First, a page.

Dry conditions mean high fire danger
By Peter Hirschfeld
Vermont Press Bureau | April 30,2013
Vyto Starinskas / Staff file photo
With very dry conditions currently, outdoor burning now is extremely hazardous, as even a soft breeze can cause a small burn to quickly get out of control.
MONTPELIER — State fire officials are urging caution in the woodlands after dry conditions helped fuel at least three small forest fires over the weekend.
Scores of firefighters helped put out fires in Woodbury, Monkton and Braintree. Crews worked through the night Sunday extinguishing hot spots over a 12-acre area off West Woodbury Road, dousing still-smoking brush until officials gave the all-clear early Monday afternoon.
Lars Lund, state forest fire supervisor at the Vermont Department of Forests, Parks and Recreation, said the lack of high winds is the only thing keeping officials from declaring a fire weather watch.
“All the other conditions are in place,” Lund said Monday. “We’ve had a drying pattern over the last few days, and with the high-pressure system over the top of us, it looks like we’ll have a few more days of dry weather without any rain.”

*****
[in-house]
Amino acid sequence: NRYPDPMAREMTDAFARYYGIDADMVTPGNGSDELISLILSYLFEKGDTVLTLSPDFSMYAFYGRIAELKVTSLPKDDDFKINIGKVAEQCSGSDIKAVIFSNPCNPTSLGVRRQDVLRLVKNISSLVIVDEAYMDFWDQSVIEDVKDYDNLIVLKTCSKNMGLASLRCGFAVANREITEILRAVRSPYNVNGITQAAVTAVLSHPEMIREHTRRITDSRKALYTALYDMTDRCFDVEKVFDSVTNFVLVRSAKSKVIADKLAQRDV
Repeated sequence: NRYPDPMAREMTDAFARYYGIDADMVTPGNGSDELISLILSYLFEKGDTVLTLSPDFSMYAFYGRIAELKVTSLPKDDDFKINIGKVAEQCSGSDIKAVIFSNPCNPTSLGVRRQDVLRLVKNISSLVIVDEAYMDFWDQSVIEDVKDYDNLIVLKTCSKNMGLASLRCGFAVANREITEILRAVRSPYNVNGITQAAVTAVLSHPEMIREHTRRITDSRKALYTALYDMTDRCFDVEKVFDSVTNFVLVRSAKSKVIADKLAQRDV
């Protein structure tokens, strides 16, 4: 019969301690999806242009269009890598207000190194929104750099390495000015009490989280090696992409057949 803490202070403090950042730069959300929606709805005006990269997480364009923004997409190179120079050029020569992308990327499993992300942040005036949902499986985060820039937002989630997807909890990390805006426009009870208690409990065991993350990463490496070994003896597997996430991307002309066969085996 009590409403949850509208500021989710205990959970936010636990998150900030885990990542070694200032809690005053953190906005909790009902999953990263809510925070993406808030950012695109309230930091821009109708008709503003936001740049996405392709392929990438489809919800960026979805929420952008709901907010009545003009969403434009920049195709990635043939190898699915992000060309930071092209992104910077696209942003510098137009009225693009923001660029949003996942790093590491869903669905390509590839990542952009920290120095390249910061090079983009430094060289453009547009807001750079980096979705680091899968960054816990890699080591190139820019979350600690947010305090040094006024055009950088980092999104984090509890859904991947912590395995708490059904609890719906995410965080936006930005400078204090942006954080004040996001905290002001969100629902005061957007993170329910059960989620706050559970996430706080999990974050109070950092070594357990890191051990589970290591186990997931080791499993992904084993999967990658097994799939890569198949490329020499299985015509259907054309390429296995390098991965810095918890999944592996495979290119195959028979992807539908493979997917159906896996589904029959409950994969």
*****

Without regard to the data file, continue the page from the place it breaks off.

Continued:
Lund said he had no information on the cause of the fire in Woodbury, where about 70 firefighters from eight central Vermont departments made their way up a Class 4 road to access the remote area Sunday afternoon.
By 7:45 p.m., the fire had been contained. But singed tree trunks and charred underbrush signaled the blaze that had swept through hours earlier.
Lund said he got a call from Vermont Emergency Management at 8 p.m. Sunday, with officials trying to track down headlamps for the volunteers who would work through the night to extinguish hot spots from which smoke continued to billow.
Lund said the fires and the massive responses needed to put them out should serve as a reminder to residents that they need to obtain a burn permit from a fire warden before they do any open burning. With conditions as they are, Lund said, wardens may be reluctant to issue any before the next good rain.
“We haven’t directed anyone to cease issuing permits,” Lund said. “But a lot of times wardens will kind of shut it down until things moisten up.”